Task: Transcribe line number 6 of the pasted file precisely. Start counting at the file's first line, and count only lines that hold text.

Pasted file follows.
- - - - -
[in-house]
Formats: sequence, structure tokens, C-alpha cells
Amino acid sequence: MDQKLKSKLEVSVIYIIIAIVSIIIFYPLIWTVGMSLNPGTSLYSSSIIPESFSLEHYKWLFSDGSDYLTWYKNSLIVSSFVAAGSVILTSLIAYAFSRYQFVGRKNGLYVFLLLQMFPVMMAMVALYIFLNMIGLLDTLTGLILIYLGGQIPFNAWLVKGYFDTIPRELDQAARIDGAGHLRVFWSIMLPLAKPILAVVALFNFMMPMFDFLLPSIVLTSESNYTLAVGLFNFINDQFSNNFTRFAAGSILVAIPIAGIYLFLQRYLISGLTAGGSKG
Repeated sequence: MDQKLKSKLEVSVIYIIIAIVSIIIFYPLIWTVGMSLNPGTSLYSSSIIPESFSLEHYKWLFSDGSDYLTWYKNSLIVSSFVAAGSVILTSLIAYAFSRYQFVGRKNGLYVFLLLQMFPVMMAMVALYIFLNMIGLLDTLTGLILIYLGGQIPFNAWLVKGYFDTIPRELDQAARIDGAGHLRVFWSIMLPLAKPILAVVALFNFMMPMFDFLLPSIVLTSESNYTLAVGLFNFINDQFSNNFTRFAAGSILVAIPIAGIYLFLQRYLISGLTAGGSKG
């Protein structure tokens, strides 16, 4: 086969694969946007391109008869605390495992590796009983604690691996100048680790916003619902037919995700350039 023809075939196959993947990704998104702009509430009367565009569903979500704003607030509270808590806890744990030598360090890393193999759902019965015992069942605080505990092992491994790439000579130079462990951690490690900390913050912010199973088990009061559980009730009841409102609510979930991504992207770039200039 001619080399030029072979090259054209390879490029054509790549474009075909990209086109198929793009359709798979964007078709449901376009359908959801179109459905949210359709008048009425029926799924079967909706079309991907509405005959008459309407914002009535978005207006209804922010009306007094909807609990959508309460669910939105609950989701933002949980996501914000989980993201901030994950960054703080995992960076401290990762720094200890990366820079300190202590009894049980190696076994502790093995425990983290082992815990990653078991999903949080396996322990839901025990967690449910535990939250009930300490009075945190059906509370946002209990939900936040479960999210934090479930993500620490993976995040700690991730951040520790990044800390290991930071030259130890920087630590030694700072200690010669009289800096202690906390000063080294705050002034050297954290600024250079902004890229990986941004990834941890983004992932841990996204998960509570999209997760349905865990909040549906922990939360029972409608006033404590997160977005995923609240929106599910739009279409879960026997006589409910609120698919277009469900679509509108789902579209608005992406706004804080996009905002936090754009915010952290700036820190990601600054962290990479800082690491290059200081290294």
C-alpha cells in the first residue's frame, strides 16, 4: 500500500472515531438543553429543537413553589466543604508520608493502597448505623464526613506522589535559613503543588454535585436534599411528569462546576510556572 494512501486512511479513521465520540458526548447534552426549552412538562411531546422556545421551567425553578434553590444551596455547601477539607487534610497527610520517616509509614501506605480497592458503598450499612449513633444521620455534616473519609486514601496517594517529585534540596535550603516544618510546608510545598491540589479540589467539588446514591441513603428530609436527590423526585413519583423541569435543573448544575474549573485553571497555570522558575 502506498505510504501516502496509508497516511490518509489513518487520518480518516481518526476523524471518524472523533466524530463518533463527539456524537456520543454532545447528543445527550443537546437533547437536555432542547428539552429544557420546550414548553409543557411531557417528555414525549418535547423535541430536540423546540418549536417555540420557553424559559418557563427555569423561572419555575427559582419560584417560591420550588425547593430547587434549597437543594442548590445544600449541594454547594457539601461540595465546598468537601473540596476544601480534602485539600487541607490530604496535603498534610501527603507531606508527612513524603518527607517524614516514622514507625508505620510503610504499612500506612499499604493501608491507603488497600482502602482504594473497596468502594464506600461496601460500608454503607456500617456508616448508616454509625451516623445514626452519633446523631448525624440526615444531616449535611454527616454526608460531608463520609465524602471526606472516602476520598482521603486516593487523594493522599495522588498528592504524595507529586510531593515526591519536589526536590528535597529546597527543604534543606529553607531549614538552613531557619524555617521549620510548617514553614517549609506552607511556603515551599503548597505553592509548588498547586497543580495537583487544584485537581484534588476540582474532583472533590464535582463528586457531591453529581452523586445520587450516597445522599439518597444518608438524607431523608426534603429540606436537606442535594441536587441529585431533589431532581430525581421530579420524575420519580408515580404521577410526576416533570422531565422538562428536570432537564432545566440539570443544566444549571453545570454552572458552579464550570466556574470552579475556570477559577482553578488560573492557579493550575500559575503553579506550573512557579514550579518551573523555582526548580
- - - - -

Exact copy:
C-alpha cells in the first residue's frame, strides 16, 4: 500500500472515531438543553429543537413553589466543604508520608493502597448505623464526613506522589535559613503543588454535585436534599411528569462546576510556572 494512501486512511479513521465520540458526548447534552426549552412538562411531546422556545421551567425553578434553590444551596455547601477539607487534610497527610520517616509509614501506605480497592458503598450499612449513633444521620455534616473519609486514601496517594517529585534540596535550603516544618510546608510545598491540589479540589467539588446514591441513603428530609436527590423526585413519583423541569435543573448544575474549573485553571497555570522558575 502506498505510504501516502496509508497516511490518509489513518487520518480518516481518526476523524471518524472523533466524530463518533463527539456524537456520543454532545447528543445527550443537546437533547437536555432542547428539552429544557420546550414548553409543557411531557417528555414525549418535547423535541430536540423546540418549536417555540420557553424559559418557563427555569423561572419555575427559582419560584417560591420550588425547593430547587434549597437543594442548590445544600449541594454547594457539601461540595465546598468537601473540596476544601480534602485539600487541607490530604496535603498534610501527603507531606508527612513524603518527607517524614516514622514507625508505620510503610504499612500506612499499604493501608491507603488497600482502602482504594473497596468502594464506600461496601460500608454503607456500617456508616448508616454509625451516623445514626452519633446523631448525624440526615444531616449535611454527616454526608460531608463520609465524602471526606472516602476520598482521603486516593487523594493522599495522588498528592504524595507529586510531593515526591519536589526536590528535597529546597527543604534543606529553607531549614538552613531557619524555617521549620510548617514553614517549609506552607511556603515551599503548597505553592509548588498547586497543580495537583487544584485537581484534588476540582474532583472533590464535582463528586457531591453529581452523586445520587450516597445522599439518597444518608438524607431523608426534603429540606436537606442535594441536587441529585431533589431532581430525581421530579420524575420519580408515580404521577410526576416533570422531565422538562428536570432537564432545566440539570443544566444549571453545570454552572458552579464550570466556574470552579475556570477559577482553578488560573492557579493550575500559575503553579506550573512557579514550579518551573523555582526548580